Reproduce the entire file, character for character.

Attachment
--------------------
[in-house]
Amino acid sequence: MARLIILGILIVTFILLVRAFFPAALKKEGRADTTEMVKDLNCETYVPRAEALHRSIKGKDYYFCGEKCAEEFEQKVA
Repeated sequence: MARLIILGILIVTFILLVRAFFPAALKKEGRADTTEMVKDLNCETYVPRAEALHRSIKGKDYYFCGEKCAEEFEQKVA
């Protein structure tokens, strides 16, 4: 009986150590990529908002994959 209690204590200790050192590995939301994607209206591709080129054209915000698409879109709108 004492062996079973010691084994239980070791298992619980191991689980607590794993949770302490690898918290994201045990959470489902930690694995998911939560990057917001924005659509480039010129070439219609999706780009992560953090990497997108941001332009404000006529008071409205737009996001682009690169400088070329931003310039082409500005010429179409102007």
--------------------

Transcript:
[in-house]
Amino acid sequence: MARLIILGILIVTFILLVRAFFPAALKKEGRADTTEMVKDLNCETYVPRAEALHRSIKGKDYYFCGEKCAEEFEQKVA
Repeated sequence: MARLIILGILIVTFILLVRAFFPAALKKEGRADTTEMVKDLNCETYVPRAEALHRSIKGKDYYFCGEKCAEEFEQKVA
């Protein structure tokens, strides 16, 4: 009986150590990529908002994959 209690204590200790050192590995939301994607209206591709080129054209915000698409879109709108 004492062996079973010691084994239980070791298992619980191991689980607590794993949770302490690898918290994201045990959470489902930690694995998911939560990057917001924005659509480039010129070439219609999706780009992560953090990497997108941001332009404000006529008071409205737009996001682009690169400088070329931003310039082409500005010429179409102007």